• Image Credit: Lotus
  • Image Credit: Lotus
  • Image Credit: Lotus
  • Image Credit: Lotus
  • Image Credit: Lotus
  • Image Credit: Lotus
  • Image Credit: Lotus
  • Image Credit: Lotus
lotus evora sport 410
  • Image Credit: Lotus
lotus evora sport 410 rear
  • Image Credit: Lotus
lotus evora sport 410 rear panel
  • Image Credit: Lotus
lotus evora sport 410 wheels
  • Image Credit: Lotus
lotus evora sport 410 interior
  • Image Credit: Lotus
  • Image Credit: Lotus
  • Image Credit: Lotus
  •   Engine
    SC 3.5L V6
  •   Power
    410 HP / 302 LB-FT
  •   Transmission
    6-Speed Manual or 6-Speed Automatic
  •   0-60 Time
    3.9–4.0 Seconds
  •   Drivetrain
    Rear-Wheel Drive
  •   Engine Placement
    Mid
  •   Base Price
    $105,000 (est)
Doesn't it drive you crazy when you get a new toy and within weeks they announce a new, improved version? That's exactly what Lotus has done with the new Evora 400. Just as this two-plus-two coupe is wowing US buyers with its combination of light weight and old-school ride and handling, those sneaky devils have gone and produced a lightweight, sport version.

Your correspondent attended the launch to test the waters, but in the process found that you'll still have time to enjoy your stock 400 model, since the Sport won't be gracing US shores before next summer – Lotus still has to engineer its lightweight construction for US safety regulations. And will you then want to swap for one at a likely price in excess of $105,000? Read on.
  • Not if you plan to carry the kids, since the new Sport 410 is now strictly a two-seater. The vestigial rear perches, along with the air conditioning, stereo wireless, rear bulkhead glass, sound insulation, door trims, and even the mud flaps have been jettisoned to reduce mass. As a result, you can't see much out of the rear-view mirror except carbon-fiber stays.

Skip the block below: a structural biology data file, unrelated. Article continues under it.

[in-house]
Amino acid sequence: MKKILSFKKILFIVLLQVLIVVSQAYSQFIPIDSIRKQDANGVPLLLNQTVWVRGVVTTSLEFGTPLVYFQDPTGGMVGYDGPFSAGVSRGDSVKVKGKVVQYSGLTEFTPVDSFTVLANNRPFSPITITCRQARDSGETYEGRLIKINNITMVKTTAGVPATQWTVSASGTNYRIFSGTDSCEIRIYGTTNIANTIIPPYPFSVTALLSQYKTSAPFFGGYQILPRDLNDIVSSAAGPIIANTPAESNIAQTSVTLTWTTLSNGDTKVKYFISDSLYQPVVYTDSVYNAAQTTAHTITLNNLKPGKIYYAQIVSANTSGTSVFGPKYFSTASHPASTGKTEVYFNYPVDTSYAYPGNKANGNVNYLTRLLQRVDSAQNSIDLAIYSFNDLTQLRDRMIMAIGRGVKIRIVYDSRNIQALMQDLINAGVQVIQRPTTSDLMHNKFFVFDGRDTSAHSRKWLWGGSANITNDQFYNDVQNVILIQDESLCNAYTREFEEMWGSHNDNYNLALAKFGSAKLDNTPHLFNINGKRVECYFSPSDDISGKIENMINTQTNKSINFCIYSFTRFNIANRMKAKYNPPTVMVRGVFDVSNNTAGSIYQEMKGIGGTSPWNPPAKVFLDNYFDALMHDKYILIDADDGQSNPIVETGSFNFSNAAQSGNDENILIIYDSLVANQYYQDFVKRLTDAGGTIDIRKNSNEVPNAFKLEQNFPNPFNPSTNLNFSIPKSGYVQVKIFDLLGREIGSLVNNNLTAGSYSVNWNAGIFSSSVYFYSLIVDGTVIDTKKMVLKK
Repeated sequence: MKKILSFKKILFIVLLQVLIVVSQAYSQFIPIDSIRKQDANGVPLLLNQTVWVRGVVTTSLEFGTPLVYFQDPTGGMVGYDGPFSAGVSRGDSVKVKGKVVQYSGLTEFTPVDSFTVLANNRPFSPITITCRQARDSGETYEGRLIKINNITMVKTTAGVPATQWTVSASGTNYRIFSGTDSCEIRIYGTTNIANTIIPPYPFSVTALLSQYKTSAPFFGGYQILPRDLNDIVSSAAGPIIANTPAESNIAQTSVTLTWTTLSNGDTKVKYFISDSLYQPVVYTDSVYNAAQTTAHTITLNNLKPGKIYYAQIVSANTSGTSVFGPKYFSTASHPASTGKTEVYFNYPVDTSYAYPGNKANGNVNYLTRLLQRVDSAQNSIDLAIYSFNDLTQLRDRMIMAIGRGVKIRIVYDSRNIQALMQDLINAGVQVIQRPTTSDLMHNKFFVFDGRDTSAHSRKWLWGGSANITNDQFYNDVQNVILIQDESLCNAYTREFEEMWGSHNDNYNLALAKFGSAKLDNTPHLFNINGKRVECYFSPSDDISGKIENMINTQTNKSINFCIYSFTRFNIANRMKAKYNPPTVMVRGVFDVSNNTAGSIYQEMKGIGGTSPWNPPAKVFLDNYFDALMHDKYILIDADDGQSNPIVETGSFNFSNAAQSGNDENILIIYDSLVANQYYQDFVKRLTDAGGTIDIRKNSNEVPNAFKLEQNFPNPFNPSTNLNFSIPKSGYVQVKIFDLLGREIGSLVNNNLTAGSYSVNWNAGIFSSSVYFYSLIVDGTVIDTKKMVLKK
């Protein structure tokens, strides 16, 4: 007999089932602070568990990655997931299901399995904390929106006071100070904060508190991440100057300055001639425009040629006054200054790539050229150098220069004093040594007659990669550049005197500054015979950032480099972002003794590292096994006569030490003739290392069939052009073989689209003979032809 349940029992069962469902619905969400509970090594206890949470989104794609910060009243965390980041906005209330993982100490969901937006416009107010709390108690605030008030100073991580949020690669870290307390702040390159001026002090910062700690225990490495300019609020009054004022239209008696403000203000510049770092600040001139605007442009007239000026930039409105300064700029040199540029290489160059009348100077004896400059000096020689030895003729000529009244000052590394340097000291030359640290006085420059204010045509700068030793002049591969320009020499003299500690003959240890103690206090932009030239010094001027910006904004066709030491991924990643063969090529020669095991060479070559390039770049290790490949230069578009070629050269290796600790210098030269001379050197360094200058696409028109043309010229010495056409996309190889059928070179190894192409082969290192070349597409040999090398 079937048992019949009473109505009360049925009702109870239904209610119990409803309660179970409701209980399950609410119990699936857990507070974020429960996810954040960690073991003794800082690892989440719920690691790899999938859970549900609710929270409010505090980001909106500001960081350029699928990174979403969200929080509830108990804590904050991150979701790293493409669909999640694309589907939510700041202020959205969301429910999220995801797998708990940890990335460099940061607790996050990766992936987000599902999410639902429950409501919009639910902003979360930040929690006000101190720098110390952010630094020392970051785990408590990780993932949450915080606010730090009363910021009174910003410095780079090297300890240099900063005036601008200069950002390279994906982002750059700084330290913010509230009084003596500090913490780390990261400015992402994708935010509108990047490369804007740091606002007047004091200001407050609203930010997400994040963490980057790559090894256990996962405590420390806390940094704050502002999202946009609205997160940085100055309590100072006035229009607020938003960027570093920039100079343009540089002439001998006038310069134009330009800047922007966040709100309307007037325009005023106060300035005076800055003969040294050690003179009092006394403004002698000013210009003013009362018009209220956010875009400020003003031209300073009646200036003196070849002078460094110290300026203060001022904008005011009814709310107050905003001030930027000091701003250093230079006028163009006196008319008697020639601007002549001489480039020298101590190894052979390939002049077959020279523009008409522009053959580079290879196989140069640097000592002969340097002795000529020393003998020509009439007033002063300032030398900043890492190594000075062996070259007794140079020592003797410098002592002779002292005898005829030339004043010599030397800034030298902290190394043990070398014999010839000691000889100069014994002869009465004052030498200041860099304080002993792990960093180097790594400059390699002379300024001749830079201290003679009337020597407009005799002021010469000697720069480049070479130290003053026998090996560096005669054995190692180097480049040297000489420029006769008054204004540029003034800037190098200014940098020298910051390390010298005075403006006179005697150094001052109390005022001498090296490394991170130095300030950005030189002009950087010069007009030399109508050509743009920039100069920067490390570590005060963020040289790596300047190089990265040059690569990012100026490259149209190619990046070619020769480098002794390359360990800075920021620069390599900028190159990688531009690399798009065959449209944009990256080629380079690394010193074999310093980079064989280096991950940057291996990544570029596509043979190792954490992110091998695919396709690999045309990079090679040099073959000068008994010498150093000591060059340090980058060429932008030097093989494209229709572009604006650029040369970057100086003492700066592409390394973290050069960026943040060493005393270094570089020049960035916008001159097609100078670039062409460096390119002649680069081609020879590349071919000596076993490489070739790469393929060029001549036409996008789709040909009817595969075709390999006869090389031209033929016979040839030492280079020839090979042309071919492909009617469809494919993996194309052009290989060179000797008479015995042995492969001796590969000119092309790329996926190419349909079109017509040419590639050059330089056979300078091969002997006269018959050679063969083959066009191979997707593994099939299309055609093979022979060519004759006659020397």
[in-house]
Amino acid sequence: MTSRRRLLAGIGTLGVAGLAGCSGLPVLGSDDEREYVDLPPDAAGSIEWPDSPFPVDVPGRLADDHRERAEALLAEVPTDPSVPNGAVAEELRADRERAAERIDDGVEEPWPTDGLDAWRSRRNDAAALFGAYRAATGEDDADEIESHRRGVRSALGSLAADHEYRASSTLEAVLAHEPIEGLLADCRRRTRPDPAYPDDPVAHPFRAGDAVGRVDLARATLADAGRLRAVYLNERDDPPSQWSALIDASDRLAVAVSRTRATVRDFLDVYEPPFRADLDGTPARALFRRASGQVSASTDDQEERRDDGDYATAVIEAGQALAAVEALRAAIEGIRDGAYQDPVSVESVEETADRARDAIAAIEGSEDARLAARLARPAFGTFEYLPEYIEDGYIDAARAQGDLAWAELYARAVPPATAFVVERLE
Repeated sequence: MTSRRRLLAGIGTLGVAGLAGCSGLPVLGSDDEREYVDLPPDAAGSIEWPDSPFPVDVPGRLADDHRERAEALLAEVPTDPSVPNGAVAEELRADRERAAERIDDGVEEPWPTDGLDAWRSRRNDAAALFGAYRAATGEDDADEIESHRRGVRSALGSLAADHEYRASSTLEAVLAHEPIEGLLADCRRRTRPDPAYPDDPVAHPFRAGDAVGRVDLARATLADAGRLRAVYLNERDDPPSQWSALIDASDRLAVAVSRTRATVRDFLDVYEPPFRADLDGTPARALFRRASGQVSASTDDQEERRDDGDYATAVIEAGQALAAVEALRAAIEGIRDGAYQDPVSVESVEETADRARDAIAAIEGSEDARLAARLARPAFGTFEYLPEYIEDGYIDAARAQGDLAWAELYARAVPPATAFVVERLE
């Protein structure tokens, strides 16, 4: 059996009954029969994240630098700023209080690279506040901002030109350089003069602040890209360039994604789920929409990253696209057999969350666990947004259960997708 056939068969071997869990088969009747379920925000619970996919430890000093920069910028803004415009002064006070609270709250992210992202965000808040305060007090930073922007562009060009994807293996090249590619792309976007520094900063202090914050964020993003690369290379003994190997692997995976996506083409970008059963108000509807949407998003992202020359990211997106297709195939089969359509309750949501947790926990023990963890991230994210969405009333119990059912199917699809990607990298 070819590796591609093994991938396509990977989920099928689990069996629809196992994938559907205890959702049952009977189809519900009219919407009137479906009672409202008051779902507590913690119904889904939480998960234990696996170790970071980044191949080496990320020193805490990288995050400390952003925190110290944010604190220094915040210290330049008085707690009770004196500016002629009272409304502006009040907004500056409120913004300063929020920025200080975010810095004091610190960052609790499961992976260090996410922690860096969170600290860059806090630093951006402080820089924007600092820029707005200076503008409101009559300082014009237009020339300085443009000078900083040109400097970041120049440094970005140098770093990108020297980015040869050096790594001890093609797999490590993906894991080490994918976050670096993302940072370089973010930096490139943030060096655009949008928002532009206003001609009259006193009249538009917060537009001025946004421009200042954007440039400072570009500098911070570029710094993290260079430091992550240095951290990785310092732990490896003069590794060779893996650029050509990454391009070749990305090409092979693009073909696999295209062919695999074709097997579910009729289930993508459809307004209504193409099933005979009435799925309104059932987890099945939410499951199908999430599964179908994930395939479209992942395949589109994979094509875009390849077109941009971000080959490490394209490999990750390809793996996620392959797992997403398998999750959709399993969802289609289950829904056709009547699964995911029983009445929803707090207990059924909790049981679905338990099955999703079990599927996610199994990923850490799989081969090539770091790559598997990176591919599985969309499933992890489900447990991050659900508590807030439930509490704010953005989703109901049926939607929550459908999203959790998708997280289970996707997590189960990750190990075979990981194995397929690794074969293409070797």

• Other weight-saving measures include new carbon-fiber panels for the roof, rear deck, and front and rear panels. There's a new lithium-ion main battery saving 25 pounds and an optional titanium exhaust system that's lighter and sounds saucier. Total weight saving is 154 pounds compared to the 400, which makes the curb weight a feather-like 2,923 pounds despite the addition of a new transmission oil cooler.
  • It pushes itself into the ground harder, too. Aerodynamic tweaks such as the front splitter and rear spoiler increase downforce from 19 pounds to 40 at 100 mph and from 71 pounds to 141 at 150 mph.
  • Lotus has tweaked its inlet-charge-cooled and supercharged 3.5-liter V6 Toyota Camry engine to yield 10 extra horsepower for a total of 410 (hence the name) at 7,000 rpm and 302 pound-feet of torque at 3,500 rpm. The 410 will hit 60 mph in 4.0 seconds with the six-speed manual, or in 3.9 with the six-speed automatic.
  • Suspension adjustments include re-valved dampers and an effective spring-rate increase thanks to the lighter weight. The hydraulically assisted steering and AP Racing brakes with two-piece rotors remain the same, as does the geared Torsen-type limited-slip differential. The Sport runs on specially forged Magnesium lightweight wheels shod with Michelin Pilot Sport Cup 19/20-inch tires front/rear.
  • All this should result in a performance difference, with Lotus claiming the Sport will lap its Hethel test track some 13 seconds faster than the first 2008 Evora models and three seconds faster than the current Evora 400. Since the Hethel test track is smoother than a kitchen counter, this is largely academic, but now you know.